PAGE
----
Message of respect, for self and other

I’ve been ruminating over the message President Kagame gave to local leaders on 22nd September 2011. The local leaders were a group of more than 400 sector (umurenge) executive secretaries, locally known as ‘Gitifu’ (a complicated Kinyarwanda corruption of the French ‘exécutif’.

I’ve been ruminating over the message President Kagame gave to local leaders on 22nd September 2011. The local leaders were a group of more than 400 sector (umurenge) executive secretaries, locally known as ‘Gitifu’ (a complicated Kinyarwanda corruption of the French ‘exécutif’.

The sector is a level of administration one rung below the district).

If I got it right, the crux of the message was that the civic education (itorero) that they’d just undergone should guide them in appreciating, for person and country, their value; or their self-worth; or their dignity.

What is the implication? That men and women who are involved in the political organisation of their communities should consider their worth and that of those they lead, first and foremost.

When you value yourself, you cannot fall prey to self-aggrandisement temptations. You cannot take the cheap way of dipping your hands in government kitty for personal get-rich short-cuts.

When you value those you lead, you cannot eat ub-ugali (bread/breadth in Kiswahili/Kinyarwanda) of the road that will be constructed to serve them.

The essence of that is that these leaders should respect themselves but also respect those they lead; which means they should treat their people as they treat themselves.

In the final analysis, it means that leader and led should work together as equals. And it is as it should be.

Yet again, doesn’t it go against the grain of the very nature of man? Isn’t man made either to be led or to lead (no allusion to gender insensitivity, as I use ‘man’ in the biblical sense to imply both genders) as superior or inferior?

Even in the family, there is boss and there is underling. And that boss is distinguished by the privileged position s/he holds over that underling.

The head of the family guides the family as s/he knows best and her/his charges follow, no questions entertained. If entertained, only patronisingly.

Sticking to politics, leaders have guided their people and the people have followed without question, down the stretch of history.

Except for a few true advanced democracies perhaps (yes, perhaps), this is still the case today. The people have come to take for granted the fact that there are people who are born with the ‘seeds’ of leadership.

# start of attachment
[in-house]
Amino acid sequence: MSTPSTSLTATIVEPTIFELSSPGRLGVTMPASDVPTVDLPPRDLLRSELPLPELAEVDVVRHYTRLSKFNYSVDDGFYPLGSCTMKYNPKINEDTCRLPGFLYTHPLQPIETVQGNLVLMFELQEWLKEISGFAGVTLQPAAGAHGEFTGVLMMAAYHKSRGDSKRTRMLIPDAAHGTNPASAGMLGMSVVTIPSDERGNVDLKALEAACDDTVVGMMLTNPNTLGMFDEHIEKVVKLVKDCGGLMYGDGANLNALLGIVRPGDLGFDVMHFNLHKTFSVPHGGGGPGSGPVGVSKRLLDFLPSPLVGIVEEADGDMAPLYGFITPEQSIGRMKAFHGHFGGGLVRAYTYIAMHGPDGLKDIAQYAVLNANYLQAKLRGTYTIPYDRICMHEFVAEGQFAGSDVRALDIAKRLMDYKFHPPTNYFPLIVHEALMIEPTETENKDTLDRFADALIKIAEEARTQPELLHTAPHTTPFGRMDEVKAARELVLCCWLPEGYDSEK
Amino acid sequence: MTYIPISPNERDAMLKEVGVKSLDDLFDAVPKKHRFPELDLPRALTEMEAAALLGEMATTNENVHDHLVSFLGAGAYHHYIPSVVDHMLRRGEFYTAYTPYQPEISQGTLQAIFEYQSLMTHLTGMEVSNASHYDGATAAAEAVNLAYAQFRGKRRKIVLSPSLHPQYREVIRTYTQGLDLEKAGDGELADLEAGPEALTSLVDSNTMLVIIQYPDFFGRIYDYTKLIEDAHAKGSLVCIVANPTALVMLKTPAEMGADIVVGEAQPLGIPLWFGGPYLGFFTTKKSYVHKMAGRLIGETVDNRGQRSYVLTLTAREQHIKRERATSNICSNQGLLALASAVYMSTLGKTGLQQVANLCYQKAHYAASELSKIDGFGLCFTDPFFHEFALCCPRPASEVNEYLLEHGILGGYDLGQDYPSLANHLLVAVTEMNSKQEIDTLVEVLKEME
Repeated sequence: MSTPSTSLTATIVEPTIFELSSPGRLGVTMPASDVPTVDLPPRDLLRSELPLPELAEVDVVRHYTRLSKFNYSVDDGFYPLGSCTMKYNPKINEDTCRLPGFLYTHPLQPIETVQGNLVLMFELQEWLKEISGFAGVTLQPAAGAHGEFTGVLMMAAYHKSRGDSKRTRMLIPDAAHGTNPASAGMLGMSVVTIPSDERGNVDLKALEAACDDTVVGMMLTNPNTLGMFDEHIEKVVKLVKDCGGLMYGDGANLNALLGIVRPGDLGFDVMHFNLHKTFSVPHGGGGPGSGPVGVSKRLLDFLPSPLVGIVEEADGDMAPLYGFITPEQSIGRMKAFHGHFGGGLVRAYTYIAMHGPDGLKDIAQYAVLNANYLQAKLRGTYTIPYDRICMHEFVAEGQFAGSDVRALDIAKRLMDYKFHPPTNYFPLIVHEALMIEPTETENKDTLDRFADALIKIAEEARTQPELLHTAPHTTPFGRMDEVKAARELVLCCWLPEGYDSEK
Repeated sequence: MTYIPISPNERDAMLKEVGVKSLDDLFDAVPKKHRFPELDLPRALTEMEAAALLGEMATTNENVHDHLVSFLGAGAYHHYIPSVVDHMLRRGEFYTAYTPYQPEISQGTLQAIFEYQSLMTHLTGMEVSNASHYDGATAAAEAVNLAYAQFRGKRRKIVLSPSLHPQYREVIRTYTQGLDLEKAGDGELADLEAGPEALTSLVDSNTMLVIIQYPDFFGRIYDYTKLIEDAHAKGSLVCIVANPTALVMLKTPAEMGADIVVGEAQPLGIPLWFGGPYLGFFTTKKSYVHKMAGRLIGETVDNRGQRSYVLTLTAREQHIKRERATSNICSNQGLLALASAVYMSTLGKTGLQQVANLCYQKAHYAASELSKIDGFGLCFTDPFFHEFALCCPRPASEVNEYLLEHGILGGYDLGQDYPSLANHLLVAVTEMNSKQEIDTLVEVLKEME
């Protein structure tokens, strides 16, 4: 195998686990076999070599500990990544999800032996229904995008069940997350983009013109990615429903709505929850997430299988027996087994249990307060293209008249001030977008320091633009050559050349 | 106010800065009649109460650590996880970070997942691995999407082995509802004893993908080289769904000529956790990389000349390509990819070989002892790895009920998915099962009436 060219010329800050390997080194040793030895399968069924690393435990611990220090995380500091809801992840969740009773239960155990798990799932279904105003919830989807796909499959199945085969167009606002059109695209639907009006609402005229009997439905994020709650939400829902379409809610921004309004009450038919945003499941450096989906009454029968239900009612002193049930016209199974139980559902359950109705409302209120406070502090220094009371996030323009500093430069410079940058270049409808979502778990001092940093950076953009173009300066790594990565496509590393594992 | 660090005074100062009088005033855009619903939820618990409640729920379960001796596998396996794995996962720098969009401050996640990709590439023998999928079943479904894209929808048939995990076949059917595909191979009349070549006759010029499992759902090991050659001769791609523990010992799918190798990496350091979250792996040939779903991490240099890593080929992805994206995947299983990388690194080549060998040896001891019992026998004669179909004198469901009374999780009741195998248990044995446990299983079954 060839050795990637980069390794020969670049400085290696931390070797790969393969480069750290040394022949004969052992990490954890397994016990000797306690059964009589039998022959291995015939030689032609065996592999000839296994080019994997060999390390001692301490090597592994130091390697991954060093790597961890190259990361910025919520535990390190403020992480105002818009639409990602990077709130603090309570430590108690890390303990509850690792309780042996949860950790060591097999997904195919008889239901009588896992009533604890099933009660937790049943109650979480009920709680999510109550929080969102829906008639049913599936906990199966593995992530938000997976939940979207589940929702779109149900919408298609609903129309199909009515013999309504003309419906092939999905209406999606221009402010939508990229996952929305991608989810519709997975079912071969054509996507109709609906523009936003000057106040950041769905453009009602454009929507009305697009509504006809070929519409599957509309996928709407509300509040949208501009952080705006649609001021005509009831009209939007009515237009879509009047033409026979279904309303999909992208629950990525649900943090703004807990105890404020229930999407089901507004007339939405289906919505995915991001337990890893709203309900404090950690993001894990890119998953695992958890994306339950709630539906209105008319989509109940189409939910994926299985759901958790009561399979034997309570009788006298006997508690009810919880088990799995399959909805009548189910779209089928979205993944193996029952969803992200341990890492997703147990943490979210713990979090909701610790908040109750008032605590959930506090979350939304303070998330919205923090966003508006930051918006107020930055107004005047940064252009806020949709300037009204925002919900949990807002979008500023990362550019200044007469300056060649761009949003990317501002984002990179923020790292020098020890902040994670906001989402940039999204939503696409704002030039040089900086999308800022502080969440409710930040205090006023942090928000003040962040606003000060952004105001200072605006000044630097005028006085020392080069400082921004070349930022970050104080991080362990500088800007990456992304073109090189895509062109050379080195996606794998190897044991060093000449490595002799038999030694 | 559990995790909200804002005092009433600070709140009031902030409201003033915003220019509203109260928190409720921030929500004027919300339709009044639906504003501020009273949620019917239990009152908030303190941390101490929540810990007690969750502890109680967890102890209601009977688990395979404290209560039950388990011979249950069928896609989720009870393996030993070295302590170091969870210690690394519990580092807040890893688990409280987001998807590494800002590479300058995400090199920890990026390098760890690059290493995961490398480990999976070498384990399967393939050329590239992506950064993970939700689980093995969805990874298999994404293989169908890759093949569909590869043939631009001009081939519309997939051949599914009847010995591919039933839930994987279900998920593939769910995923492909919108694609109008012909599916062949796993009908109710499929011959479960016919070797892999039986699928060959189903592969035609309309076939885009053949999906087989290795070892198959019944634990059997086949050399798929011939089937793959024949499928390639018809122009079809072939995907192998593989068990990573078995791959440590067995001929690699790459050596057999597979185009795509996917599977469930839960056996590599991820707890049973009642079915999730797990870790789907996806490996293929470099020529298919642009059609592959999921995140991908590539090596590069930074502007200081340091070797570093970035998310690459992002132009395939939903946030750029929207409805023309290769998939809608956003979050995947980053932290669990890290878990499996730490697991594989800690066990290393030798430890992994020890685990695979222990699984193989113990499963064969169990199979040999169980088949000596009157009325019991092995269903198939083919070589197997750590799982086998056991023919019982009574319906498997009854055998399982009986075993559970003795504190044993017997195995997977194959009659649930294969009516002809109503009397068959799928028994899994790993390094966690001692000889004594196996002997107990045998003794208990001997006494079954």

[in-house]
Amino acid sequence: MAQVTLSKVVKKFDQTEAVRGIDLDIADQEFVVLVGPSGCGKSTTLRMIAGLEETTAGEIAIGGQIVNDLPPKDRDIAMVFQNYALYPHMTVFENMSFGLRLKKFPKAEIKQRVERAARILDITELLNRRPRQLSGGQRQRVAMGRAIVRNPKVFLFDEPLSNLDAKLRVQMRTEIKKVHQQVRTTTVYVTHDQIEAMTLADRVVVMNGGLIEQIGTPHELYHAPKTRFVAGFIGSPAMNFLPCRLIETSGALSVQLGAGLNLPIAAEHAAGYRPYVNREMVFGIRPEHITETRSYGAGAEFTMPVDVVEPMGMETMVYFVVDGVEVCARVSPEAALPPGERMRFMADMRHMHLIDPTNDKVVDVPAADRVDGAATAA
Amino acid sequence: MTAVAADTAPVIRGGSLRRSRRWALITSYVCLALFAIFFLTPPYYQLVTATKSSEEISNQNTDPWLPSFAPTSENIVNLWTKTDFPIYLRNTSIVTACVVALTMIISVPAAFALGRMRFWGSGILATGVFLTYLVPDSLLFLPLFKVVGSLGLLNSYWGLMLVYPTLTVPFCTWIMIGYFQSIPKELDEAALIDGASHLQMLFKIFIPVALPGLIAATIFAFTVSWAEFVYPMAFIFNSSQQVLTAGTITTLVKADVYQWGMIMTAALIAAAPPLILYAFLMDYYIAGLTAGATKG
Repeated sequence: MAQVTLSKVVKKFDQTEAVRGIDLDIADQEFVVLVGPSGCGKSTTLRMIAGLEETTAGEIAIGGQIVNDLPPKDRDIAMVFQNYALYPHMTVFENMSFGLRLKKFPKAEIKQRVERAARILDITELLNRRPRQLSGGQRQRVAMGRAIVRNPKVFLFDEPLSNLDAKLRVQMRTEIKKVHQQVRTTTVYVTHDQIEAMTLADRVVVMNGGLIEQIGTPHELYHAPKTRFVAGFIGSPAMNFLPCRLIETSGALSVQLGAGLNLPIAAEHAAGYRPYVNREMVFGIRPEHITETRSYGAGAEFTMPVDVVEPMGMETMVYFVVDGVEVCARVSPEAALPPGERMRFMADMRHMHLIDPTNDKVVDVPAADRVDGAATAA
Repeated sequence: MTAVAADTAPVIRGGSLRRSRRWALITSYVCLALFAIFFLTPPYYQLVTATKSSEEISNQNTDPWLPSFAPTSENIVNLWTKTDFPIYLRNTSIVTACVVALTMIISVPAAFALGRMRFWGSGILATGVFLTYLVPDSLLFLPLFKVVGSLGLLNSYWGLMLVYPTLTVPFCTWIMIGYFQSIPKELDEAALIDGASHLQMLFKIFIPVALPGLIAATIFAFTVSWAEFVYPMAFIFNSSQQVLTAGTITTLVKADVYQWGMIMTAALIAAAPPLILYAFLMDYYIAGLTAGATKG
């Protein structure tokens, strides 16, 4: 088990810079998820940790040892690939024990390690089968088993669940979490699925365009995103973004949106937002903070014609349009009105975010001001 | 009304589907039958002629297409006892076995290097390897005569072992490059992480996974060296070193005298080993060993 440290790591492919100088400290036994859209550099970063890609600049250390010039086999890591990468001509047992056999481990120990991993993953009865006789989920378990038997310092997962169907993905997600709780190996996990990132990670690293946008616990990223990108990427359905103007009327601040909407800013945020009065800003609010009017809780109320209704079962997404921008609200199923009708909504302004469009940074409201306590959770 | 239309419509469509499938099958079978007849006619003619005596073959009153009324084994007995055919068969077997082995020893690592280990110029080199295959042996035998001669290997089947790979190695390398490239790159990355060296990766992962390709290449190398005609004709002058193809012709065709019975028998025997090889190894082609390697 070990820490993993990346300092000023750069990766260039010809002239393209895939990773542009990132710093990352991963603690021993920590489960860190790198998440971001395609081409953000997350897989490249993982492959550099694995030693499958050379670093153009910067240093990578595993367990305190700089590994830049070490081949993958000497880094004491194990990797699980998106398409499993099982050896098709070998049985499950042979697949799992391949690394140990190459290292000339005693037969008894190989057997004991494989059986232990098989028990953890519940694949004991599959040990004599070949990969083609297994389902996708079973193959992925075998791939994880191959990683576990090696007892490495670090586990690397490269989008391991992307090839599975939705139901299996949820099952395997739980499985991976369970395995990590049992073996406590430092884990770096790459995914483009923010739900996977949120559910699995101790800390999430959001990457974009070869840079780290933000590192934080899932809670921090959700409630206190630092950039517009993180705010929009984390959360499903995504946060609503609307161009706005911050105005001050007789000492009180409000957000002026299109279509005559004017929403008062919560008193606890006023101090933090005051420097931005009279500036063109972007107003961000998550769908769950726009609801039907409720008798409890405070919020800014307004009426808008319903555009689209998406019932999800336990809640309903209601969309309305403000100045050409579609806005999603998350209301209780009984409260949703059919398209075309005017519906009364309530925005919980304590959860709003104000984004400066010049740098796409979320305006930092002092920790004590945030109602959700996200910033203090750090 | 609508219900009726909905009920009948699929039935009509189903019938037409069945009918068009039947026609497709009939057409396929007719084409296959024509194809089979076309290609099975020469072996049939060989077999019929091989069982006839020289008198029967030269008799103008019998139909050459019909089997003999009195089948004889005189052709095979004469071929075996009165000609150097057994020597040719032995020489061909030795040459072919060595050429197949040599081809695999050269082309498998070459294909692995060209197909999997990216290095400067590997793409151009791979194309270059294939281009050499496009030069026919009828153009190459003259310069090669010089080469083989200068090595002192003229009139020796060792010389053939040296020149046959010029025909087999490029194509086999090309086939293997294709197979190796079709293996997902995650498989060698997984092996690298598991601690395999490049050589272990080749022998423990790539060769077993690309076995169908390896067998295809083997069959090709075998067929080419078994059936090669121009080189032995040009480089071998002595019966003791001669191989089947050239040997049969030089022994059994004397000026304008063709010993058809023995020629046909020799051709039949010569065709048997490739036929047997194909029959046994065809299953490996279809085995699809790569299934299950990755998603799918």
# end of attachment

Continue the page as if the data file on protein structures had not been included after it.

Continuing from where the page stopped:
These are the people who must decide how affairs in societies are managed. In managing the affairs of societies, leaders have also come to take for granted the fact that they must decide on the distribution of administrative and material powers.

In my peasant reasoning, I think that is where the politics of entitlement sprang from. For taking on the difficult task of managing their people, leaders came to feel that they were entitled to special benefits.

And as successive leaders sought to entrench this entitlement, so did it end up becoming a culture. It got to a point where a leader could appoint and disappoint at will, like in a game of juggling objects.

So, you had a Mubutu who could dispatch a presidential jet from Paris to Kinshasa for a replenishment of the stock of his favourite Tembo beer, during his visit to France.

Or an Omar Bongo whose presidential jet could be dispatched to Rio de Janeiro for even better commodity, in the form of a Miss Universe, even if the intended fleshy exploits were not successful.

You have a West African presidential garage packed with a fleet of shiny stretch limousines which, nonetheless, cannot venture abroad because the country’s dust roads are too narrow.

Or a statehouse twice the size of Buckingham Palace, when your citizens’ feet are acting as lodges for jiggers, because the jiggers are unchallenged by insecticide (i.e. no money to purchase it).

As I get it, then, it is this order of things in leadership that Rwanda seeks to turn on its head. Leader must recognise the fact that s/he is one with led and led, with leader.

The society, as one people, one team, must have a common understanding, a common vision, and pursue common goals. This necessarily demands exchange of ideas and heeding one another’s advice.

That is how the sense of entitlement can be uprooted. And this endeavour to eradicate the politics of entitlement found expression in the gathering of Gitifus, as they listened to the message.

All of them were recent fresh-out-of-university graduates whose hungry appearance spoke to the thirst for work that was burning inside them.

Gone are the days when a local leader was a backward-bent, pot-bellied old man who, at the request of a service, poked a hole in your tummy with his walking stick because you had dared speak with your mouth, rather than your pocket.

Gone are the days when you had to have 5 years’ experience of work to secure a job, which experience you can only get once you have a job!

However, in that gathering one problem stubbornly stuck out like a sore toe: gender imbalance. In a country that boasts a world record in women parliamentary representation, the same should be reflected in the local leadership.

The peasantry, more than anywhere else, needs to see a leadership that mirrors its more-than-50%-women membership.   

An egalitarian society has never been attained, but the process of trying can be made a culture.      

Twitter: @butamire

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